Communication partners don’t always attempt to cooperate. Often, the whole intention of their communication is to deceive.
The work of an important language philosopher has just gained relevance after recent events – a statement that admittedly can’t often be made. Although this is an excellent example of how philosophy can actually help us better understand the world, evidently either philosophers are dropping the ball in getting this word out, or no one has been passing along their attempts. Anyway, it all has to do with this sudden “post fact” world we’ve suddenly found ourselves in. And how there have been so many distortions of the truth lately it’s blurred everyone’s ability to discern truth. And what exactly even is a lie?
With his work, generally developed from the 1940s to 1960s, the English philosopher, Paul Grice rocked the world of academics with his theories on meaning and ordinary language. The previous sentence is actually an example of Grice’s implicature. I didn’t state it, but by adding the words, “of academics” to the phrase “rocked the world,” I implied something beyond the sentence’s literal meaning. By flouting the maxim of quantity, which basically says that if a person is adding more to a statement than seems necessary, he is probably doing so for a reason. This reason is the unsaid implicature of the statement. (My implicature was that only the academic world noticed).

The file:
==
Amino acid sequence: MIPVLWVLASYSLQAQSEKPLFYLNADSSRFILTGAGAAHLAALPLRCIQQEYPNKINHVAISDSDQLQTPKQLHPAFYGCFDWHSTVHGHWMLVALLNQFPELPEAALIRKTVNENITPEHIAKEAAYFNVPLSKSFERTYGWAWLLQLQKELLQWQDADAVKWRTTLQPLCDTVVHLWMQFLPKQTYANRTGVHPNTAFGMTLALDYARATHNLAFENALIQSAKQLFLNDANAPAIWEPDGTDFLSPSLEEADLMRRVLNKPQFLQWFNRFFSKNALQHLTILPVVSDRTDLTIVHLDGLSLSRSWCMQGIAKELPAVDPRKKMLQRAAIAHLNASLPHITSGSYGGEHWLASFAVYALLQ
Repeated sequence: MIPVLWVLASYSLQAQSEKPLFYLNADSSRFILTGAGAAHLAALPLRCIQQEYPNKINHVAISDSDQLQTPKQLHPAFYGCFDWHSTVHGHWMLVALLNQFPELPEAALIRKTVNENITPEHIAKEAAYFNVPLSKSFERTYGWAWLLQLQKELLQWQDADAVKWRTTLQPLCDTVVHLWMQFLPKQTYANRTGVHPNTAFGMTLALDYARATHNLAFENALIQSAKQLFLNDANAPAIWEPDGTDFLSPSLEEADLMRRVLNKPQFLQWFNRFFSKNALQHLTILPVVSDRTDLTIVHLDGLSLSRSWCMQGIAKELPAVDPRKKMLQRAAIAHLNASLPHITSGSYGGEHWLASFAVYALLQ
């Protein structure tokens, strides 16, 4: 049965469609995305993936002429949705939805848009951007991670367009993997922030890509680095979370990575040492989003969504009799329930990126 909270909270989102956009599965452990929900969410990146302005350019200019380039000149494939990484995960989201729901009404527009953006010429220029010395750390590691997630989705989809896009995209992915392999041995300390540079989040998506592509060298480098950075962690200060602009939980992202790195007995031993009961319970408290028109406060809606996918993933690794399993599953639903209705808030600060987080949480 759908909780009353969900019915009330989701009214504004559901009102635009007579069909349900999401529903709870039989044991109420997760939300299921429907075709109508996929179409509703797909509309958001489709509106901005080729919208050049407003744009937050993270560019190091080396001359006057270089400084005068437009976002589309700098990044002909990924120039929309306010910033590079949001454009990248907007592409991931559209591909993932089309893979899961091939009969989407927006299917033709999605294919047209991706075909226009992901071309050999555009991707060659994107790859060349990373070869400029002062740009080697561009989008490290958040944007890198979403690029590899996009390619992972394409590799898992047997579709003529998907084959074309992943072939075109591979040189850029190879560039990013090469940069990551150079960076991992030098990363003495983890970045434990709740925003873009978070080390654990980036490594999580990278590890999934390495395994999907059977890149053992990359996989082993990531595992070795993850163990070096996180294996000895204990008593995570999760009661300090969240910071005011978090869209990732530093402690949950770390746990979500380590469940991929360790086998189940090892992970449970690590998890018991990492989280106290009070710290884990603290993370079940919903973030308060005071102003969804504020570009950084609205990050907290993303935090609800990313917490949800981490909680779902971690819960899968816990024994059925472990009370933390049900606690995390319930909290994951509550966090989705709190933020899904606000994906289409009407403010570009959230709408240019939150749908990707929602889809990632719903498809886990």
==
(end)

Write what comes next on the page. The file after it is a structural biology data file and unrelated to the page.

In addition to quantity, Grice also created the maxims of relevance, quality, and manner. If, when speaking, someone uses language that seems irrelevant, or of false quality, or strangely ambiguous, there must be an alternative reason why. Another example is of a previous boss being asked about a job applicant’s previous work flouting the maxim of relevance when claiming the former employee to have “perfect handwriting.” The inference would be that the job applicant is not qualified, since the previous boss failed to follow the maxim of relevance. Continue reading “What Even is a Lie?”